Sustainability is at the core of evolution, evolution being the slow march towards progress and efficiency. As a species, we have evolved from individual hunters to tribes of hunter-gatherers to villages of agriculturists and beyond. This evolution occurred hand in hand with a conscious realization our species had over time that to survive, we must create systems that work—long term. The invention of agriculture, a sustainable system of producing food, freed up humanity to focus on things other than basic survival. As a naturally curious species, the freedom we won from the daily grind of “hunt-kill-survive” allowed us to focus on our intellect. Philosophies and languages were created to express ideas and thoughts. A universally understandable system of symbols was invented which has evolved over centuries to provide a platform on which our scientific theories can be expressed, challenged and improved upon—essentially, a system that can evolve sustainably in tandem with our ever increasing understanding of the planet and the universe.
One of the reasons why we are at the top of the food chain is our instinct of curiosity. Given enough time, we are instinctively (and curiously) able to create robust, efficient and sustainable solutions to everyday problems. Ironically, however, each time we achieve a level of progress, we invariably wind up ignoring this instinct. A basic study of history shows that previous attempts at “civilization” have followed the same steps—a “civilization” rises out of chaos, creates various systems that allow it to thrive and then, eventually, begins to neglect these systems, which leads to an eventual decline. The decline too, follows a pattern of overpopulation, denial and an indiscriminate use of resources. The people who created the systems that fuelled the initial rise to power usually become either over dependent on the systems to produce results or too comfortable with the gratification that the systems bring. What swiftly follows is a near dogmatic adherence to previously held beliefs with no room for discussion and evolution. Demands and desires begin to out-weigh intelligence and sensitivity and the systems, once built to sustain progress, become its undoing.
The current phase of human planetary civilization is probably the largest and most sustained progressive step we have taken in recorded history— predominantly because we have used science and invented technology. We have systematically industrialized as many aspects of our lives as we can in order to free up our time, by reducing the need for manual labour and maximizing output. This mechanization and industrialization has had far reaching effects, but the sheer size of the planet ensured that the ever-expanding human empire did not feel the catastrophic results of indiscriminate expansion directly for a long time. While we are all sensitized to the horrors of wars and epidemics, never in history have we realized the scale of environmental havoc that has been wreaked in the name of progress.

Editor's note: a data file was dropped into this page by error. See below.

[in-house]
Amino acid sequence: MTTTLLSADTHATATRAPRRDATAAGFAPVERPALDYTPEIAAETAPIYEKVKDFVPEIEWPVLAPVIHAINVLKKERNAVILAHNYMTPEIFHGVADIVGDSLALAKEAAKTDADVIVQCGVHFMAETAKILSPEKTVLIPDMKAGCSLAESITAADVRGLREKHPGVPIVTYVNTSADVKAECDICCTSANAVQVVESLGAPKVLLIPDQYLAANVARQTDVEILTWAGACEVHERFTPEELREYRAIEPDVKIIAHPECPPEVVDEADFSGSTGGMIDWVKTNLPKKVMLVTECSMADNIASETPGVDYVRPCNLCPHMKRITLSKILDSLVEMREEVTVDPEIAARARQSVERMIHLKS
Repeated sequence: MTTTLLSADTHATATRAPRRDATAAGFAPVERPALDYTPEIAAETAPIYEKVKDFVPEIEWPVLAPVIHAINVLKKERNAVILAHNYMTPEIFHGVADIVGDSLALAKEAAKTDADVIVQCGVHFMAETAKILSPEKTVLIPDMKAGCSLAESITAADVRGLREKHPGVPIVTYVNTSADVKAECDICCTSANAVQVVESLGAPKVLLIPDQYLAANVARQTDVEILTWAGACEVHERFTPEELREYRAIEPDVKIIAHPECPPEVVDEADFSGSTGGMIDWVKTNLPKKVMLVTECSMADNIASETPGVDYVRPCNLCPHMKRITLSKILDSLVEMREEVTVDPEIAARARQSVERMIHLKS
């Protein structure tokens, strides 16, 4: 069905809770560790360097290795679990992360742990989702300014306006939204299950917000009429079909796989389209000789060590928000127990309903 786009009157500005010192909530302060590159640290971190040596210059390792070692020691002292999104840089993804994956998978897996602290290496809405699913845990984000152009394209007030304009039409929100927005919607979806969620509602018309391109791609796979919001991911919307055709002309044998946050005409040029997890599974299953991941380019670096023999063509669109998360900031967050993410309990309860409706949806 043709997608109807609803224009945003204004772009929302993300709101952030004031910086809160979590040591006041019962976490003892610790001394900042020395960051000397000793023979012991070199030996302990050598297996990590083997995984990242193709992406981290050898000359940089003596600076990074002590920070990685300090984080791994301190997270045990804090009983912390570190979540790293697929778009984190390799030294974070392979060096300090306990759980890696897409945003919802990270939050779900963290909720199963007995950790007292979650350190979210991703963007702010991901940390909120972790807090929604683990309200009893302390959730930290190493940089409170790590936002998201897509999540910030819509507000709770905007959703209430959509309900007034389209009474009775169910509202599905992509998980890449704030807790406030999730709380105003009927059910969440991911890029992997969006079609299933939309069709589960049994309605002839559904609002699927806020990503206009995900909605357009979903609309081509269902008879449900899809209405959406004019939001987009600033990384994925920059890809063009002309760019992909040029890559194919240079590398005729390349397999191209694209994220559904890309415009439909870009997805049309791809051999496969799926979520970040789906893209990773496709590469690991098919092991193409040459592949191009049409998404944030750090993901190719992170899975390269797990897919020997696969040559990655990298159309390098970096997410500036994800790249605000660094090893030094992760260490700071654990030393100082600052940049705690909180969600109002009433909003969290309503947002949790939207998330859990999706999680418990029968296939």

It is widely accepted (and literally perceived) that the weather is changing—rapidly and mostly adversely. While many opponents of the global warming phenomenon would like to live in denial, the intensity of the weather has seen a rapid change over the last few decades. Air pollution is out of control in the “production friendly” parts of the world—mainly India, China and Bangladesh where air and water pollution levels are alarming. The entire eco-system has begun to change in these countries—rivers have changed colour, children are being advised to stop playing outdoors, the elderly are being over medicated and the working class is being kept busy with their ever-mounting debts—thanks, most of all to the unsustainable consumerist lifestyle being propagated through every media channel possible. Our lifestyles have become un-sustainable to the point where we are in a collective “Stockholhm syndrome”—harbouring a love for the very things that not only cause us harm, but also keep us enslaved.
Being enslaved to unnecessary comfort and apathy, however, is a choice. As a revolutionary thinker once pointed out, we can choose to emancipate ourselves from mental slavery and free our minds. The tyranny imposed by desensitization can be overcome with curiosity. Curiosity is the catalyst that has propelled the human race from the beginning. And it is curiosity that can be our guide, if we just pay attention to that—our most basic instinct.
We must learn—learn to teach ourselves where our “things” come from. We must assess the “real” cost of the physical adornments we choose through understanding the environmental impact that our clothes and accessories have. This is no small task and like any knowledge that is worth gaining, it requires patience and a realization—a realization that compels every sensitive human to question the status quo.
So choose awareness, not dogma. Choose research, not hearsay. Choose love, not apathy. Embrace positive change and watch in wonder as positive change embraces you!